Who is Affected by Osteoporosis?

Tasha Bienert, MD, discusses Who is Affected by Osteoporosis?

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Tasha Bienert, MD, discusses Who is Affected by Osteoporosis?
Video transcript

Featuring Dr. Tasha Bienert, MD

Who is Affected by Osteoporosis? Duration: 1 minute, 24 seconds

Osteoporosis is a decrease in bone mineral density, or bone mass.

This is important because it increases your risk of fracture in the body. One in four women over the age of 50 will have osteoporosis, however this isn't just a women's condition; one in eight men will also develop osteoporosis over their lifetime.

Important fracture risk with osteoporosis includes spinal fractures; these fractures involve the lumbar or vertebrae of the back, most often the lumbar area and can cause disfigurement as well as chronic pain. The other area of fracture risk is hip, and hip fracture is a major concern of the population. In patients who develop hip fracture, 80% of those will have had osteoporosis; the importance of knowing this is 20% of patients who have hip fracture will die within the next year.

If you think you may have low bone mass, it's important to speak with your family physician, because there are a few things you can do. One includes there's screening with bone mineral density as well there's guidelines for lifestyle management. This includes adequate calcium intake, adequate vitamin D intake, as well as fitness goals.

If you feel you may be at risk for low mineral density or you have a family history of this do speak with your family physician.

Presenter: Dr. Tasha Bienert, Family Doctor, Vancouver, BC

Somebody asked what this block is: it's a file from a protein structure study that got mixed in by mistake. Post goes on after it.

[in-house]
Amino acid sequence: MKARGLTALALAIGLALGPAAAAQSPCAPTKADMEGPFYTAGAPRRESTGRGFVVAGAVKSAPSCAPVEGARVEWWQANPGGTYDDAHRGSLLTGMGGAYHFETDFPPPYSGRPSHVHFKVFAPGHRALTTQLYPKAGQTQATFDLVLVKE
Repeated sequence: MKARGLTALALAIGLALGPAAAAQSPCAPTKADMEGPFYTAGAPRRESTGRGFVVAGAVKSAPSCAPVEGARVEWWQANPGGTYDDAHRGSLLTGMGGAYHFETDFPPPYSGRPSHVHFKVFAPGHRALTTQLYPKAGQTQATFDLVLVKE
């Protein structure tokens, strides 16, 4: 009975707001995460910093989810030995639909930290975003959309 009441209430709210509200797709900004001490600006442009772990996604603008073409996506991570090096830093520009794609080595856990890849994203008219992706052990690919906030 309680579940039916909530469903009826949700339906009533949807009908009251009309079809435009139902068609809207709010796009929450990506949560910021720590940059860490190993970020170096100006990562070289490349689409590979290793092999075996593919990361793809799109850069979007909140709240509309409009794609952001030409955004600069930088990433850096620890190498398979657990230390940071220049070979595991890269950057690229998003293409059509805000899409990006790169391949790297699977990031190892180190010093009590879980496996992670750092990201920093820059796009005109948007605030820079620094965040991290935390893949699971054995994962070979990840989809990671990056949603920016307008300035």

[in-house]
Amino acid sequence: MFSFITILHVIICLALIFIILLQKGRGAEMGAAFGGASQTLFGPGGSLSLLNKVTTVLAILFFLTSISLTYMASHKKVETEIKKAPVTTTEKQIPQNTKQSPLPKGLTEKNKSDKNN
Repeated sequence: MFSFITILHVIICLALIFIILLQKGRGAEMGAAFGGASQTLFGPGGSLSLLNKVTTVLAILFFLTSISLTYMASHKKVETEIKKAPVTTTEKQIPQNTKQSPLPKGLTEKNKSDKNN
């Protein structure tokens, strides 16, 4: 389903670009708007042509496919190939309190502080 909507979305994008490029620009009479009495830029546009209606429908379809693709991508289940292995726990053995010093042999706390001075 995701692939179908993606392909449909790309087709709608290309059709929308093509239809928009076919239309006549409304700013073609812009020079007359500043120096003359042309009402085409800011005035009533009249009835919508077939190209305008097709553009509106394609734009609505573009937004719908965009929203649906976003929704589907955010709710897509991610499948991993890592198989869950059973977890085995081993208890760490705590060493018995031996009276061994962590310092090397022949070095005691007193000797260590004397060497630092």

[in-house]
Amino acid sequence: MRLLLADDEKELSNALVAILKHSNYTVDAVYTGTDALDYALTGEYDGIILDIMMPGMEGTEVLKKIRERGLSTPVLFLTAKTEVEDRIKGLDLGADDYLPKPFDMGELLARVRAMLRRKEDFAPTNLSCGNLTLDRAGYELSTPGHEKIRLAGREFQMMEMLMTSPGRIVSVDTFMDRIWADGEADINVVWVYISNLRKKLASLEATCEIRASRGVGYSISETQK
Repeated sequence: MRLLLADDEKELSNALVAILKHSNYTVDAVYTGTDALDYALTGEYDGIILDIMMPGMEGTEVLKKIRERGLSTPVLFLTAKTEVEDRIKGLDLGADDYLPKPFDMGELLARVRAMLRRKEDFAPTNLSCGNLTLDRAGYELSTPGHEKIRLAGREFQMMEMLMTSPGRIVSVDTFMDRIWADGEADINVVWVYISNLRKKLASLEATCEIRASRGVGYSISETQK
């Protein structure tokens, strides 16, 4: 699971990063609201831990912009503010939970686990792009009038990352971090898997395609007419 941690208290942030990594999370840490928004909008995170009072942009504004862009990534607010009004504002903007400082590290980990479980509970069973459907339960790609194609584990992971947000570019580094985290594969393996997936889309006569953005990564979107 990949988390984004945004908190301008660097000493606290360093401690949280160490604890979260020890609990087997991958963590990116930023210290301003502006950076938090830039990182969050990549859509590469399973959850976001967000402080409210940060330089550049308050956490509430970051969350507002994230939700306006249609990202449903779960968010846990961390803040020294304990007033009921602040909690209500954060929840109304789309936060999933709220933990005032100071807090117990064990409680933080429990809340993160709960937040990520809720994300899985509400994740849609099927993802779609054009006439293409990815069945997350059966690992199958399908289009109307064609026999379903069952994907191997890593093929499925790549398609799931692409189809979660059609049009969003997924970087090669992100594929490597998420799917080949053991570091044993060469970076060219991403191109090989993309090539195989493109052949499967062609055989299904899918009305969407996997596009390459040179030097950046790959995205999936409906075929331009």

Local Practitioners: Family Doctor

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In a patient that has osteoporosis, the risks of bone fracture are much higher than any risks associated with taking osteoporosis related medications.


A patient who is high risk for bone fractures has a greater than 20% risk of getting a fracture.


Patients with Osteoporosis need to focus more on muscle strength and posture rather than preventing bone fractures.


Bone fractures can cause morbidity as well as mortality.  For example, a woman who gets a hip fracture has a 23% chance of dying in the following 2 years.


A person who gets a bone fracture have a 40% chance of having another bone fracture at some point in the future. This is one reason it is so important to focus on the prevention of bone fractures.

This content is for informational purposes only, and is not intended to be a substitute for professional medical advice, diagnosis or treatment. Always seek the advice of your physician or other qualified healthcare professional with any questions you may have regarding a medical condition.

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